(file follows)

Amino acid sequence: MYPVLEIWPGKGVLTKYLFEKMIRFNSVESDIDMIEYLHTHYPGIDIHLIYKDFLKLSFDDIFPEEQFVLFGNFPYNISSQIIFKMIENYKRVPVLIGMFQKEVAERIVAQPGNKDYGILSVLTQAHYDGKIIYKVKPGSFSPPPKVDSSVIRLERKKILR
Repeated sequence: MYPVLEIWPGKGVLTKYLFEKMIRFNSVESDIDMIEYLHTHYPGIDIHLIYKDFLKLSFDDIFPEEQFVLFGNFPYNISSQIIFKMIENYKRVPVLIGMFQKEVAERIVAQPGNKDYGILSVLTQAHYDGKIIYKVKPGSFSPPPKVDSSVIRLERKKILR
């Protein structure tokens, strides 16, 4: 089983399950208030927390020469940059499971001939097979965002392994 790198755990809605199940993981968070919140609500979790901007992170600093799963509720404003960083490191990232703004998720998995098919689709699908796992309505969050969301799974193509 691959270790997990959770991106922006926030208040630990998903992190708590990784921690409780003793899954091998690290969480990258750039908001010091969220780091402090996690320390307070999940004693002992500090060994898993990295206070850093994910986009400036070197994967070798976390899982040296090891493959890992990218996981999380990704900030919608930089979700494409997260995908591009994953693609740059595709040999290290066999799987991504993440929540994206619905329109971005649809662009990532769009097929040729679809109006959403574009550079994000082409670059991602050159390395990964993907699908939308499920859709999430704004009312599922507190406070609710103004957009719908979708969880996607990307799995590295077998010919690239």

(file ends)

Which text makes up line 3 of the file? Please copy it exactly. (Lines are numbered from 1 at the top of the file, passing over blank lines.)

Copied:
């Protein structure tokens, strides 16, 4: 089983399950208030927390020469940059499971001939097979965002392994 790198755990809605199940993981968070919140609500979790901007992170600093799963509720404003960083490191990232703004998720998995098919689709699908796992309505969050969301799974193509 691959270790997990959770991106922006926030208040630990998903992190708590990784921690409780003793899954091998690290969480990258750039908001010091969220780091402090996690320390307070999940004693002992500090060994898993990295206070850093994910986009400036070197994967070798976390899982040296090891493959890992990218996981999380990704900030919608930089979700494409997260995908591009994953693609740059595709040999290290066999799987991504993440929540994206619905329109971005649809662009990532769009097929040729679809109006959403574009550079994000082409670059991602050159390395990964993907699908939308499920859709999430704004009312599922507190406070609710103004957009719908979708969880996607990307799995590295077998010919690239």